Since the New Year (or should that be Hogmanay?) it seems to me that the BBC have become first bugle for the Better Together campaign.
Better Together? Forgotten already?
They were the campaign group striving to keep Scotland inside the UK in the 2014 Referendum.
But where is the evidence to support my opinion?
First, Radio 3 ran an interminable series of programmes called Celtic Connections; then BBC2 gave us The Story of Scottish Art and thirdly, Burns Night seemed to cover every outlet at the end of January. You can probably add to the list yourself.
And what about the Scottish monopoly of heavy-weight political opinion programmes? True, James Naughtie has retired to Edinburgh, but Andrew Neil and Andrew Marr still ply their trade throughout the week south of the border.
Can you imagine BBC Scotland commissioning programmes with titles like Anglo-Saxon Heirs; English Art since 1945 (Henry Moore to Banksy); Wordsworth and the English Lakes and allowing Boris Johnson to review the Scottish Parliament?
I wonder what the letters page of The Scotsman would look like after that lot.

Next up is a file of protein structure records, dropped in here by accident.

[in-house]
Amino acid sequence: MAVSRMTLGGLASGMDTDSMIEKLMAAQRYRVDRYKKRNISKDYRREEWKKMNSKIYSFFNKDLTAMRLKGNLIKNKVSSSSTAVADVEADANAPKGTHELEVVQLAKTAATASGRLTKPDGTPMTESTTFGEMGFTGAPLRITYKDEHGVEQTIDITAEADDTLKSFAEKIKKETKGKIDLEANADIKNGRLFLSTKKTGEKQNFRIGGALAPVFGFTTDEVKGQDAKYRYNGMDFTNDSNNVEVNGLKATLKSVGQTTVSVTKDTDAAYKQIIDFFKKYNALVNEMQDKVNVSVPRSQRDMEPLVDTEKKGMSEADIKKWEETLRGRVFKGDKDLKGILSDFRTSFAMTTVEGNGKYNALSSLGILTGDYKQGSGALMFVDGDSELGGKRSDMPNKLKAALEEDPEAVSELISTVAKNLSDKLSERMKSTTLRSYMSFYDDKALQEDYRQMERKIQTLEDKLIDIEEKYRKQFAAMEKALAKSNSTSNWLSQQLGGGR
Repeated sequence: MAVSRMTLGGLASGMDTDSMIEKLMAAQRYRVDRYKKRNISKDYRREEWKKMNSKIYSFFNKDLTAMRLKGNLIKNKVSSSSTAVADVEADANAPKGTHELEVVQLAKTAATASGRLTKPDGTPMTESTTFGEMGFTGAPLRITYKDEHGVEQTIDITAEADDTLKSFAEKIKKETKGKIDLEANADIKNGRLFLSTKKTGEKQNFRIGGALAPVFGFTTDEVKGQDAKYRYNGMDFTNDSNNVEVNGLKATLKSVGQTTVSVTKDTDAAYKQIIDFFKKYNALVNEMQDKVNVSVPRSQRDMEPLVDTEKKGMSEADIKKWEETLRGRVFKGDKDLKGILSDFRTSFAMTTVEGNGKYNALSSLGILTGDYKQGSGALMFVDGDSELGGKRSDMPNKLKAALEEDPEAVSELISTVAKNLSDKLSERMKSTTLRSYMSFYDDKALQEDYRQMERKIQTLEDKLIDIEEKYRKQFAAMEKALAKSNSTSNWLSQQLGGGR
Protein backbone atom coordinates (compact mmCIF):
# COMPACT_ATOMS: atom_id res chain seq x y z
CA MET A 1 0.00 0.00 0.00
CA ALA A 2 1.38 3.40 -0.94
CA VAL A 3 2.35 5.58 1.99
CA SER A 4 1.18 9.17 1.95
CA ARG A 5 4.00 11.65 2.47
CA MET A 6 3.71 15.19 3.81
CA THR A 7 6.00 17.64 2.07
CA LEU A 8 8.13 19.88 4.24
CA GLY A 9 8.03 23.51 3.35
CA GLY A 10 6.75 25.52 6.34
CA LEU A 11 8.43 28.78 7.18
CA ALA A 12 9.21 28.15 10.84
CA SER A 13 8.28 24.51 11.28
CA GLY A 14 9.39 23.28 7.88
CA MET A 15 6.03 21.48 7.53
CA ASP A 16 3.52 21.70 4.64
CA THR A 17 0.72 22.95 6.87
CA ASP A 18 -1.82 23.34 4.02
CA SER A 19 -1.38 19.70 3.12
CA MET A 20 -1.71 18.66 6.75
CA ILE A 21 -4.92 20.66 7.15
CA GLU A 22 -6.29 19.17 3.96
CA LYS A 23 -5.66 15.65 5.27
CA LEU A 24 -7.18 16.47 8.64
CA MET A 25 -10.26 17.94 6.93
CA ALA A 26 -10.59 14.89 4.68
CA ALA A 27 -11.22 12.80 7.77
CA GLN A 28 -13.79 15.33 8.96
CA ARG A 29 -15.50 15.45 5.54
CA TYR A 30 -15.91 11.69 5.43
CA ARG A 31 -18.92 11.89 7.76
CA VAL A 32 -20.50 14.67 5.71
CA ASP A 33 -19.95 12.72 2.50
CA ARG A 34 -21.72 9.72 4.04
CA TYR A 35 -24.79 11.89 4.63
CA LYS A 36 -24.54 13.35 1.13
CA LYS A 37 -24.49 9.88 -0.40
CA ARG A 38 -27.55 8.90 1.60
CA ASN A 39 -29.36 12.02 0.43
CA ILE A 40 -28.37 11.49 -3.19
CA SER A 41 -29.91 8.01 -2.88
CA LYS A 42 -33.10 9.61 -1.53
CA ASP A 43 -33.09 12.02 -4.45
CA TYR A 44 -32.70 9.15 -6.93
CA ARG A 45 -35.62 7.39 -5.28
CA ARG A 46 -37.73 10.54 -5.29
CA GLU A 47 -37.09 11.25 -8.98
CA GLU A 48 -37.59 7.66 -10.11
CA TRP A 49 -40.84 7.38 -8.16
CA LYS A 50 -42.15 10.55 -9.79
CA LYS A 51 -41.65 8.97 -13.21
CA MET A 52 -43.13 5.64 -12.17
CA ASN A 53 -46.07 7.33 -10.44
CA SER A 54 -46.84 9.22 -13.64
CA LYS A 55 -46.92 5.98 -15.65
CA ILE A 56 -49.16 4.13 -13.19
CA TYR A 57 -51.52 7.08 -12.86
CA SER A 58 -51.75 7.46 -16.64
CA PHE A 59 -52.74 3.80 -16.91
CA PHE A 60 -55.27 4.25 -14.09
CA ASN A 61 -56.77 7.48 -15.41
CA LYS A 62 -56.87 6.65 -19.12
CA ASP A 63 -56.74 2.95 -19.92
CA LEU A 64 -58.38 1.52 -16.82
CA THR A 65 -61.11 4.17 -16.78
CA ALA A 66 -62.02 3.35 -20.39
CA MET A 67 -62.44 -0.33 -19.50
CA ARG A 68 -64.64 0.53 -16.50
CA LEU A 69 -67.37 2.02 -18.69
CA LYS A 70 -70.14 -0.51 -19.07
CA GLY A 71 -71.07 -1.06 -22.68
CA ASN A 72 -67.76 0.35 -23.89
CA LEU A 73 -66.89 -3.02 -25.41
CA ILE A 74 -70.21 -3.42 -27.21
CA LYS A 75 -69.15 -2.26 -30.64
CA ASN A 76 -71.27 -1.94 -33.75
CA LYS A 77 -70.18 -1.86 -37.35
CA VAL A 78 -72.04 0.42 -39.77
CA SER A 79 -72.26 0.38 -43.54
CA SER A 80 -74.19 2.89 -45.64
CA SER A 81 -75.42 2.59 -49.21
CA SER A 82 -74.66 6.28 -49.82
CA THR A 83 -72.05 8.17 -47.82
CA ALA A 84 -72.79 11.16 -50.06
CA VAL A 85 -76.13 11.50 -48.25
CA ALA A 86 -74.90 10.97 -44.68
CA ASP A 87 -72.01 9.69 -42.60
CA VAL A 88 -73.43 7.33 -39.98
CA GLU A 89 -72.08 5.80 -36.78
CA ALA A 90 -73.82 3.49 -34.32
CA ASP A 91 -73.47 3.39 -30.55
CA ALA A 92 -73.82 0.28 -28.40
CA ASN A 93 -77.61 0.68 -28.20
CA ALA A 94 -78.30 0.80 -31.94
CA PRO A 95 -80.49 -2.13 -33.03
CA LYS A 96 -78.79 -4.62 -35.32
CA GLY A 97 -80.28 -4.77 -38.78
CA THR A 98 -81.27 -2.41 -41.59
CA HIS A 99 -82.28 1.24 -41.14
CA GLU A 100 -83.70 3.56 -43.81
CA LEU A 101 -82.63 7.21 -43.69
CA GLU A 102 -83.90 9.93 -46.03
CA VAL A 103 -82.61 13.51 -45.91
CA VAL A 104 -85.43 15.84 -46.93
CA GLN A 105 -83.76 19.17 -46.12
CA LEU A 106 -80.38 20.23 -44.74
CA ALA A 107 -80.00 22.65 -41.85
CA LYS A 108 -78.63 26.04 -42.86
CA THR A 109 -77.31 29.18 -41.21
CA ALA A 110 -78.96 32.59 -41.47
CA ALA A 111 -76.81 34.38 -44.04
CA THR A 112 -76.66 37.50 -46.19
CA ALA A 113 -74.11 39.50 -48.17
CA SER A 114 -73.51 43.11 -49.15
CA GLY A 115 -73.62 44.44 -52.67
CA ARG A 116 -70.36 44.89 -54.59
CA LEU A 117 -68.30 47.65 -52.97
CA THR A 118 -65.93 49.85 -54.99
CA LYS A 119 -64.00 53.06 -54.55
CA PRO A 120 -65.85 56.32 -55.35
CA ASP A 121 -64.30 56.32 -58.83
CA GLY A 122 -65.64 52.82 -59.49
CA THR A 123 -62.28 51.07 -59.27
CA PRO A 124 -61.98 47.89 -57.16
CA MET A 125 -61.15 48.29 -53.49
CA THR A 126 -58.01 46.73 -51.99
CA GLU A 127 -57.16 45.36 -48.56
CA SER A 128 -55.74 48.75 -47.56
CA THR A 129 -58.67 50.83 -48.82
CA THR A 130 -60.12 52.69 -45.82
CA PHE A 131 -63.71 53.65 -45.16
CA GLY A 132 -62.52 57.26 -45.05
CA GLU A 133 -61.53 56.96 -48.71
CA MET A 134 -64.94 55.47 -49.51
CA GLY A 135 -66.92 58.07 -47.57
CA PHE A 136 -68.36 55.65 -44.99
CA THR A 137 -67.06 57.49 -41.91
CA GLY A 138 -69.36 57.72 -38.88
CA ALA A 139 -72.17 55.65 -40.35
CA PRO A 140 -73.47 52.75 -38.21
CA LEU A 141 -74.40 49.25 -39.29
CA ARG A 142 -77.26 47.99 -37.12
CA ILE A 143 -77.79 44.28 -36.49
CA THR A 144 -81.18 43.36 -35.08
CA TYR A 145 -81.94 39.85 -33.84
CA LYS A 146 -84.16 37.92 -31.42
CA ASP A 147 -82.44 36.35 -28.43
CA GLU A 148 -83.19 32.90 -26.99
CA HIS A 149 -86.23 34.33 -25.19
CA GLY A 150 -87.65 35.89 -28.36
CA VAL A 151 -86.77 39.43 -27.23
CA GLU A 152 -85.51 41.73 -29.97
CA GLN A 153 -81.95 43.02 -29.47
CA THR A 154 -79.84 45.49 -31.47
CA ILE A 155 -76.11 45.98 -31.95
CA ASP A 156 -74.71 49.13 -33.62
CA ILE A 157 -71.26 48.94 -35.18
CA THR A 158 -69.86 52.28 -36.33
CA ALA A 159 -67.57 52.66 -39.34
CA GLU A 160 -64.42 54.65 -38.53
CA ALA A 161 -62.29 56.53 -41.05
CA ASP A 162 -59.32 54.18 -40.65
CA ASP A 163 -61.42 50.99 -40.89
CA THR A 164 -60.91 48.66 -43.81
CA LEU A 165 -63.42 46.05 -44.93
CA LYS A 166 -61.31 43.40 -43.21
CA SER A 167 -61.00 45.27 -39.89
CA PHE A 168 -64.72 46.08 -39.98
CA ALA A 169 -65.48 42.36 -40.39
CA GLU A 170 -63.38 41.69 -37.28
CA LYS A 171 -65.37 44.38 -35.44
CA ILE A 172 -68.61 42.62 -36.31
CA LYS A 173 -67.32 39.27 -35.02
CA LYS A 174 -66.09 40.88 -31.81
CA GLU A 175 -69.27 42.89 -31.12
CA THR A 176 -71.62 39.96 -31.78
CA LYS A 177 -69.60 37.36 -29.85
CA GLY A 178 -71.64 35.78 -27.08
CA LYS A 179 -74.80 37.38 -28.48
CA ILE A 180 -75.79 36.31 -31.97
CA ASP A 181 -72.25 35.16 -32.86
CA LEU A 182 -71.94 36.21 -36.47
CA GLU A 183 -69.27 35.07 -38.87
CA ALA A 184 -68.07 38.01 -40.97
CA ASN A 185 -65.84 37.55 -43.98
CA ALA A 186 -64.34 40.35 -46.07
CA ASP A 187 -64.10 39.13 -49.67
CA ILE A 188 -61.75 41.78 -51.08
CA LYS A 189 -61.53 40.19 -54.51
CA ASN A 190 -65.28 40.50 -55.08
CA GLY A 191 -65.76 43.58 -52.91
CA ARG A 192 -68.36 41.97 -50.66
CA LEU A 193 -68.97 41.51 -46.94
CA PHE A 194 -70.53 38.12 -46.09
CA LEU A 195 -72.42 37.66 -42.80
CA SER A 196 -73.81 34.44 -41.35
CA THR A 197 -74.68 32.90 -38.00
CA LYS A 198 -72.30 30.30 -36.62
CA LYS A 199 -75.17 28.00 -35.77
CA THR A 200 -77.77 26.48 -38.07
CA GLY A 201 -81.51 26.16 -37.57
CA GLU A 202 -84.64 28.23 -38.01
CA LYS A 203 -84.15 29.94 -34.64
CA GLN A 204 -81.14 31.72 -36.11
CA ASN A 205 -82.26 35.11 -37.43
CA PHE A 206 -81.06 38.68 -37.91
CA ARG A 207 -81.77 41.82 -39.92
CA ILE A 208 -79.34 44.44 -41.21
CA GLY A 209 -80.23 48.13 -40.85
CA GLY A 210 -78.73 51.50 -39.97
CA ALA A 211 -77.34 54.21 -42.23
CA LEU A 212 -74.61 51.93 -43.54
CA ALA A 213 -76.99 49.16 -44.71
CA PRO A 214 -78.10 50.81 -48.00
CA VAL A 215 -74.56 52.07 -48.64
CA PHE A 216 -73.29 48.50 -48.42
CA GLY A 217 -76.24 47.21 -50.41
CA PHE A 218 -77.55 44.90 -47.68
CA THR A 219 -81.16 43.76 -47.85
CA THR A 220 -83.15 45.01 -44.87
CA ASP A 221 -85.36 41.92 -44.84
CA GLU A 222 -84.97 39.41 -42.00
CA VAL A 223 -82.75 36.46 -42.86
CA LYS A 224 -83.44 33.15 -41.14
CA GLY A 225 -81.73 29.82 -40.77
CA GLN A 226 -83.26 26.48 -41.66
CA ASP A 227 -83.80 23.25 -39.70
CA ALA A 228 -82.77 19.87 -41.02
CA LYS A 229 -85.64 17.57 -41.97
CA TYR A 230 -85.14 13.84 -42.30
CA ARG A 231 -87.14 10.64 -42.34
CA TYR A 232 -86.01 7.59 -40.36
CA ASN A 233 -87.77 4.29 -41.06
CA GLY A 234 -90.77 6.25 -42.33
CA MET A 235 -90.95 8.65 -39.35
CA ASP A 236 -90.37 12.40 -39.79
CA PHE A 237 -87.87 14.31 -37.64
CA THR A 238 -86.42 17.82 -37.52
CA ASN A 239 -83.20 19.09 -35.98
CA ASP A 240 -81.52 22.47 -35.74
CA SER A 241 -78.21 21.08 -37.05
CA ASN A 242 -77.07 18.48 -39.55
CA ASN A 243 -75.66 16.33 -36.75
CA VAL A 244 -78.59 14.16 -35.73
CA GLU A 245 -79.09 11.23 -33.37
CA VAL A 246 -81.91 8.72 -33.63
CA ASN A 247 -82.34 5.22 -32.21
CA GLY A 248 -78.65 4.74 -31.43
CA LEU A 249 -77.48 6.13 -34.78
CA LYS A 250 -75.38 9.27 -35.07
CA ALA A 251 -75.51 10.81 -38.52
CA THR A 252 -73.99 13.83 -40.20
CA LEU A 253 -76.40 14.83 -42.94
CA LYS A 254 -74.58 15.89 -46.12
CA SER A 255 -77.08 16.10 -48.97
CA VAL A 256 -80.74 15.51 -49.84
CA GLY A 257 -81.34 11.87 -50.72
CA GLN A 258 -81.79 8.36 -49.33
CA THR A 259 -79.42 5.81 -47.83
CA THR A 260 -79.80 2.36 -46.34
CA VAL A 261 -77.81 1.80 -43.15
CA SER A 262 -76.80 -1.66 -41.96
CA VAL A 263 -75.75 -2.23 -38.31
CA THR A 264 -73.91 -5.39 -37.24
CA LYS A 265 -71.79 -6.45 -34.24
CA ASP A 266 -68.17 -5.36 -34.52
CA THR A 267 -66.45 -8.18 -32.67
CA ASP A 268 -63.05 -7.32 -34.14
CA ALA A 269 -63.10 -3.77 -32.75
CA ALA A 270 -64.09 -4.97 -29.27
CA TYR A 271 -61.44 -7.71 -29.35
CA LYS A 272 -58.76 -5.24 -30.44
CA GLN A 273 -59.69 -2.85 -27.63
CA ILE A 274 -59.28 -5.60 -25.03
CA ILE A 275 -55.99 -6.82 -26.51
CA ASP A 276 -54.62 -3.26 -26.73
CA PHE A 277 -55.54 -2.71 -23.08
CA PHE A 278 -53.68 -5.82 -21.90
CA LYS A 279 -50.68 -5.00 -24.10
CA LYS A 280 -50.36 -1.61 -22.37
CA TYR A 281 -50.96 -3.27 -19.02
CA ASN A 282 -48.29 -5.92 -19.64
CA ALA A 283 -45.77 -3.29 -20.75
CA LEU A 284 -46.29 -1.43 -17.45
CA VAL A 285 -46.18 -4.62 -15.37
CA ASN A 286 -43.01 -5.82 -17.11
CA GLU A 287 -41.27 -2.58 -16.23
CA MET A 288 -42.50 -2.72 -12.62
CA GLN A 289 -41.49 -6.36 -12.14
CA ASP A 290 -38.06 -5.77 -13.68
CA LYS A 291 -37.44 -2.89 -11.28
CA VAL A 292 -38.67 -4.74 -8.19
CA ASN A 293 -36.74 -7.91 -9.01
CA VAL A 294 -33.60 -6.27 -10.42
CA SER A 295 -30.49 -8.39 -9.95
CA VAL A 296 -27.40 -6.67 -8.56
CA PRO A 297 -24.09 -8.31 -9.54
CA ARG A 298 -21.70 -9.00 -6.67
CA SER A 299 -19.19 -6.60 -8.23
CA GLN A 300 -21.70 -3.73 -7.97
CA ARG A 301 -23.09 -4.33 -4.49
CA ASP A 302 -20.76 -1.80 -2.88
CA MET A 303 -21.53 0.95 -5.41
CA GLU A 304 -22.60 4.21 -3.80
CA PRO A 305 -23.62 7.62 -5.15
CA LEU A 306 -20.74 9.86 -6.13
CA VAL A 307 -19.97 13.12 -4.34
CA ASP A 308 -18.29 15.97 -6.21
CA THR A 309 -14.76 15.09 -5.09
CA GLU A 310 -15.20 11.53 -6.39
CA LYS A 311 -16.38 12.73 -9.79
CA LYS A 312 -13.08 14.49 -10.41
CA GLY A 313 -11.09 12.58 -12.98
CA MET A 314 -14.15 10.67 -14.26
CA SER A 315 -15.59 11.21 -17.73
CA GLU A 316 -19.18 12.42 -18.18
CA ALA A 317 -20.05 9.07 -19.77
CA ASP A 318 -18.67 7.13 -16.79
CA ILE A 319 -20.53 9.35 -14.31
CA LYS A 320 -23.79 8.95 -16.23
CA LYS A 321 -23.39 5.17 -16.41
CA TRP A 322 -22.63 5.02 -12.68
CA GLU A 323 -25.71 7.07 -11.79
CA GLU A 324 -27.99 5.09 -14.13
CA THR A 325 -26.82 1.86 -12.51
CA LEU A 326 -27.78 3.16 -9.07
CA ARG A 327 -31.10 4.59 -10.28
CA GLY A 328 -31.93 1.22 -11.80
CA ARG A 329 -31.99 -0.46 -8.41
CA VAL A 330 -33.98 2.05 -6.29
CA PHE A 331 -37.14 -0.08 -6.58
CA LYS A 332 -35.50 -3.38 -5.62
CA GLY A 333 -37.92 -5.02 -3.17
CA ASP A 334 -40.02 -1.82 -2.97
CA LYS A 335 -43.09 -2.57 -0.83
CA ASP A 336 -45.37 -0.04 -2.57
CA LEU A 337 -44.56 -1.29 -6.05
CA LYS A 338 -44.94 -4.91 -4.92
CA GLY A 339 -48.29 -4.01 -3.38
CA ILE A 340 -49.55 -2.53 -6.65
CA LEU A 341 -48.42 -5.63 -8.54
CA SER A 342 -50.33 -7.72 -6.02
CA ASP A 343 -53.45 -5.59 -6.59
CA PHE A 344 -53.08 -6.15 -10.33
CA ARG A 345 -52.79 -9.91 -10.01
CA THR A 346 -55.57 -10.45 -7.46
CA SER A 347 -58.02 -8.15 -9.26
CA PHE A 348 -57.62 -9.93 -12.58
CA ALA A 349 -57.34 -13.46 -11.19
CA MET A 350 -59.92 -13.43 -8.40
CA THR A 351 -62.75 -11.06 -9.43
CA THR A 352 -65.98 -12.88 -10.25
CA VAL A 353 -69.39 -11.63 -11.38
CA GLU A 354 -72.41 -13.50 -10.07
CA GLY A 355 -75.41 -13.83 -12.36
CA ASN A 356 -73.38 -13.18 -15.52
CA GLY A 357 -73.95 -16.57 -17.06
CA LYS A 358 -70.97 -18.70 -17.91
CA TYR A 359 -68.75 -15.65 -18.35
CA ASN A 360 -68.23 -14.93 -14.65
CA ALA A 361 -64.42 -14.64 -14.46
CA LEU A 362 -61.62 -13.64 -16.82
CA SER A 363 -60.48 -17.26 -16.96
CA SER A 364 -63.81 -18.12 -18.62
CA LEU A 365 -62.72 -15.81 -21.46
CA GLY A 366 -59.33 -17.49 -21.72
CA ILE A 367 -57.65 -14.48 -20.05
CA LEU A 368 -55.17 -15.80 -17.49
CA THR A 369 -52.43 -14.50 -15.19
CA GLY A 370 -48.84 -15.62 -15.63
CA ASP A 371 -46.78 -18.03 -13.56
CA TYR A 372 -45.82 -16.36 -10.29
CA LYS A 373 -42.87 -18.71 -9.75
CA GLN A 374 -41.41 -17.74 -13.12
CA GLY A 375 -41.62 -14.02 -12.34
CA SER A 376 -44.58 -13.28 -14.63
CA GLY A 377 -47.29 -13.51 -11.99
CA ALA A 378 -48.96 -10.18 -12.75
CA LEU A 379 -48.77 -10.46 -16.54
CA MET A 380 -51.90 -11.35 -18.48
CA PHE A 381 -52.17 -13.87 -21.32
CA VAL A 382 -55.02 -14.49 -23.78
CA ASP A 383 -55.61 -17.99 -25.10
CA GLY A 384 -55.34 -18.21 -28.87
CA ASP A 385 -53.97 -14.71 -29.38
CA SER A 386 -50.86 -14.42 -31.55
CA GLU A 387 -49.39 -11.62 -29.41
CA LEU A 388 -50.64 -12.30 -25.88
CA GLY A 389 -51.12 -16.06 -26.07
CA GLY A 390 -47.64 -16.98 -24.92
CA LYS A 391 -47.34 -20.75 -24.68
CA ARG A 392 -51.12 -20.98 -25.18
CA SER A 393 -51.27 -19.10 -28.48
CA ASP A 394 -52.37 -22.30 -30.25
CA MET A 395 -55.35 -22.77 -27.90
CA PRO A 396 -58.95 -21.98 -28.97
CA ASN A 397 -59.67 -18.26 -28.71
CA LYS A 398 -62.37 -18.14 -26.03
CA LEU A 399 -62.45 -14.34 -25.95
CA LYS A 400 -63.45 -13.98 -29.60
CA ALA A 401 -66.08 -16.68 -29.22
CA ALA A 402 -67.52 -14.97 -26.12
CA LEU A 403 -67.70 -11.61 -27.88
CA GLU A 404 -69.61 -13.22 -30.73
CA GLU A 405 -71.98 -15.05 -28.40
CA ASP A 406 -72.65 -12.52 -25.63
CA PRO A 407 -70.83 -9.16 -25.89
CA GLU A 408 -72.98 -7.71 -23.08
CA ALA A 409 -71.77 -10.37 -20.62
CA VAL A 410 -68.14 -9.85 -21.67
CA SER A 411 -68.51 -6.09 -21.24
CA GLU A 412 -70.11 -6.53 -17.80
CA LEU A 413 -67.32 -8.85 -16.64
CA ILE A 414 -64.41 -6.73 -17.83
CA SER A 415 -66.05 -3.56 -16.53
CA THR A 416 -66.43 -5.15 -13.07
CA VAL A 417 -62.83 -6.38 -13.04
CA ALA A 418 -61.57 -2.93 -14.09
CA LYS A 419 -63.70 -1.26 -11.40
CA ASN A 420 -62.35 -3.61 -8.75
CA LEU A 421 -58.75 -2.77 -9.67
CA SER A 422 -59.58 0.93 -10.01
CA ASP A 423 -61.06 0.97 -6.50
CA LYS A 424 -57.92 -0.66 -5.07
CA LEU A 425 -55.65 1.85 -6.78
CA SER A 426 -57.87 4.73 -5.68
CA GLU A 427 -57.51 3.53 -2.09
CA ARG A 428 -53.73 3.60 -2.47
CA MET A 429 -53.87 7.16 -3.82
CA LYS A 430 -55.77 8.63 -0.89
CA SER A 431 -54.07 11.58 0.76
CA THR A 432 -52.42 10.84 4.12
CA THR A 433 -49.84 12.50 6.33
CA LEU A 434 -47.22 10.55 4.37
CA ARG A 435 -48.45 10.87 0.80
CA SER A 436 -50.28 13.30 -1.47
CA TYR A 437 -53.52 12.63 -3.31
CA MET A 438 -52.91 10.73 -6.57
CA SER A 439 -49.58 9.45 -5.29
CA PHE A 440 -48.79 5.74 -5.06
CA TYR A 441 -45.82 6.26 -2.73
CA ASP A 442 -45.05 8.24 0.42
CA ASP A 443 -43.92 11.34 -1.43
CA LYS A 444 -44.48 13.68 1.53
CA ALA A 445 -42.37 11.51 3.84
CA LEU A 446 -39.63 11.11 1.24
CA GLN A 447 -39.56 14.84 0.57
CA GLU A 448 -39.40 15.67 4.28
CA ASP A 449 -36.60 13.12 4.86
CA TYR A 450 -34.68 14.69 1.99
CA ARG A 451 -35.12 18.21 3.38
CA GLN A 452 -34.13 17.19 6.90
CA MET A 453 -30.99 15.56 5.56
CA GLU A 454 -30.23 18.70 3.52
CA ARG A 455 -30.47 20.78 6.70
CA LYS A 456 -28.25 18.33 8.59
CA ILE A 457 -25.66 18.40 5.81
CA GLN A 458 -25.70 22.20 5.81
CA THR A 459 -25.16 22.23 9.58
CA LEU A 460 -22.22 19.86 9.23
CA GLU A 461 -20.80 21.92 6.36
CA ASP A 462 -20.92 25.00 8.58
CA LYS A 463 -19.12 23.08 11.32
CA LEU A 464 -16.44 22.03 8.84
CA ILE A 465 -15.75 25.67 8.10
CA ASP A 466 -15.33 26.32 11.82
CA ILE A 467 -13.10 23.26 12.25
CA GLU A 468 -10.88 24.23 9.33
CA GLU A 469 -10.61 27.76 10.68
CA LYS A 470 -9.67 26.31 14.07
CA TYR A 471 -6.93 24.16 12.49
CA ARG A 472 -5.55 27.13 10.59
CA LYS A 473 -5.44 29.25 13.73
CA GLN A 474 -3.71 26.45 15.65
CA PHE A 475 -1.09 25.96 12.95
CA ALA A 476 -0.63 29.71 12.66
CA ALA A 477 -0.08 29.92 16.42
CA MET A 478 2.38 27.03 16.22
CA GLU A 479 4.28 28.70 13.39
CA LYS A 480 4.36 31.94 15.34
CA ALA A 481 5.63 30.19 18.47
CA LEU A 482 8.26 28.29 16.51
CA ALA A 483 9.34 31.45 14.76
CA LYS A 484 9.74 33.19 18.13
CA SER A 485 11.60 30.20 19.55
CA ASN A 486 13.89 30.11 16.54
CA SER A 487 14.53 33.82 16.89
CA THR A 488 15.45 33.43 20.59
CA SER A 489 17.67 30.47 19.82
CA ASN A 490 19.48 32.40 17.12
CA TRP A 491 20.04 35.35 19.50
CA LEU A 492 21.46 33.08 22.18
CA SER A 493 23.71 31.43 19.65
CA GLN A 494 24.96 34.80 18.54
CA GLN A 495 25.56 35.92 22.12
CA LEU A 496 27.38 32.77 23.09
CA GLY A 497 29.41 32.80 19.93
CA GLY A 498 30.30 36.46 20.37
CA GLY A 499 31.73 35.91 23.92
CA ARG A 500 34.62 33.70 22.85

I am sure that the Scots would reply that they have had to stomach a slurry of London-centric programming for decades so all that is happening is that a little more balance is creeping in.
‘Balance’, of course, that potent word in the lexicon of the BBC. The obligation to ensure that all mainstream points of view are represented on our TV and radio. However, observance becomes even more acute when the licence fee is up for renewal, as it is at the end of this year.
Next, I hear reports that Scotland is looking for a federalist BBC (which means that the Welsh and Irish will want the same) in the next round of licence negotiations.
I wonder what might have happened if the English had been allowed a vote on Scottish independence. I, for one, would have voted for them to go. First, it would have given us blessed relief from Alex Salmond. But secondly, it would also have meant that they could take responsibility, and shoulder the budget, for their own broadcasting.
On the other hand, my attitude softens whenever Scotland display their customary aversion to crossing the try line in Calcutta Cup matches.